There are some very important things to note when reading that post. First, as you can see, I was physically in very bad shape. Movement was extremely difficult. Second, at the time I wrote that post, I had been doing the Parkinson’s Recipe for Recovery® for 7 and 1/2 months.
Third, my faith and my attitude made me not afraid that my symptoms were the worst they had been the entire time I had the disease: “My mind and body have accepted the pain, so I am not consumed by it every waking moment.” I knew I would be cured one day and I accepted that whatever was happening to me physically was a necessary part of my recovery.
Fourth, one month later, I was fully recovered. Side note: Since the only time I have done the Recipe in the last 4 years subsequent to my recovery has been to prepare for a workshop, and since not one single sign or symptom of Parkinson’s has returned as has been medically documented twice by neurologist, I am cured of Parkinson’s.
When you look at the first part of the quoted post above, I am certain you are thinking that there was no way this guy could be fully recovered in one month. That is the power of faith and attitude…and acceptance, as a part of the formula: Faith. Attitude. Action. Progress. Cure..
When you are doing the Recipe:
Your faith says, “I know I will be cured.”
Your attitude says, “Even during the roughest of times, I will keep my faith and keep a positive attitude.”
Your acceptance says, “Whatever is happening to me physically, whether I like it or not, or whether I understand it or not, I accept that it is necessary for my recovery.”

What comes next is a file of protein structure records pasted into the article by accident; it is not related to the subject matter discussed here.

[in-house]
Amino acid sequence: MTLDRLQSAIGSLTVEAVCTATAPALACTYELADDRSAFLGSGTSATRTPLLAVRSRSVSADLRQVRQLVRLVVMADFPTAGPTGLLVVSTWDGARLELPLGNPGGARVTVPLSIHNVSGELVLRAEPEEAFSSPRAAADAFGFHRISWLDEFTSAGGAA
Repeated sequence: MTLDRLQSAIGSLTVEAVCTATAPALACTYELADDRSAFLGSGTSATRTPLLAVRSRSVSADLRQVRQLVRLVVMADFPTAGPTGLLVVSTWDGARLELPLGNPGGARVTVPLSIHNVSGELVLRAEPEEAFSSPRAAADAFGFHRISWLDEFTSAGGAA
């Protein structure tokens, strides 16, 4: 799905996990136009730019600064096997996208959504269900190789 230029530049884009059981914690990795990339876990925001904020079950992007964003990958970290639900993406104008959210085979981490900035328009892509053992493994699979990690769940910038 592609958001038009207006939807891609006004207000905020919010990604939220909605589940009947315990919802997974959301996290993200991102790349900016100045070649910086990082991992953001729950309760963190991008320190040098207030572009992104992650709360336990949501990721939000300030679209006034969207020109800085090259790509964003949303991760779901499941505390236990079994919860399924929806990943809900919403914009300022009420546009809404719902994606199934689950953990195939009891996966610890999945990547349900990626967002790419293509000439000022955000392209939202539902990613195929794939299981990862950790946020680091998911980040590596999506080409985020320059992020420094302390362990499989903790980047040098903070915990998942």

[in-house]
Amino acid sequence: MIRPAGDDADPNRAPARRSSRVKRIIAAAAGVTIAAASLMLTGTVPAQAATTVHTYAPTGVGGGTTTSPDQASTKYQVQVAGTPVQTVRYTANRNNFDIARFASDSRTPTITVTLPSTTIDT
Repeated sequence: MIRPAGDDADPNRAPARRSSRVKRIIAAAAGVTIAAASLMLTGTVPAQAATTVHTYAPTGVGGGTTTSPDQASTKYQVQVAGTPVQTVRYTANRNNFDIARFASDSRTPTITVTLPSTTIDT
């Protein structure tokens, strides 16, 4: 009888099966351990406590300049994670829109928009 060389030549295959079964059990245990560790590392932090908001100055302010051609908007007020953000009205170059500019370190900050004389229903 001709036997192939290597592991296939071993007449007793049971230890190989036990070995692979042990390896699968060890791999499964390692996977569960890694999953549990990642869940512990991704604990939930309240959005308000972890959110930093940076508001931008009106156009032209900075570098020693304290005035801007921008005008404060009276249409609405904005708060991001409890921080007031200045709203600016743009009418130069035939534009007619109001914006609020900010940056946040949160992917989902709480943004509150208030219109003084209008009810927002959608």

Your fear says, “_____.” NOTHING! When you combine your unwavering faith, your positive attitude, and your acceptance of what is happening in our life, you come to realize exactly what I told you in the previous post:
YOU HAVE NOTHING TO FEAR WITH THIS RECOVERY!
You are alive, and fear is dead!!! Simple as that. It is your mind that gives fear life. Lose your mind and come to your senses. Let go of the fear and live your life to its fullest. Do not be afraid of life, do not be afraid of Parkinson’s, and do not be afraid of symptoms.
Let’s chant this together one more time:
I have the power to heal myself.
Parkinson’s is curable.
I have the power to cure myself.
Parkinson’s is a symptom of my life out of balance.
The tortoise is my cure.
I am the tortoise.
I am curing myself with each small advance I make in the moment.
Just like the tortoise, I move slowly and steadily, and I realize that I cannot worry too much about the bumps in the road. Instead, I know that every step I take toward the finish line is recovery, in and of itself, and I settle in and enjoy the journey.
In each step, I see love and joy and laughter and gratitude and fulfillment and compassion and contentment.
Oh, yes, and then the tortoise wins the race.
Oh, yes, and then I win the race and achieve my cure.
Fear is not real. It is a creation of the mind that exists in the past and the future; it does not exist in the moment.
Faith is absolutely what exists in the moment.
A positive attitude is absolutely what exists in the moment.
Acceptance of what is happening right now is absolutely what exists in the moment.
I choose faith.
I choose a positive attitude.
I choose acceptance.
I am recovery.
I am worth it.
YOU ARE WORTH IT!!!
All my best,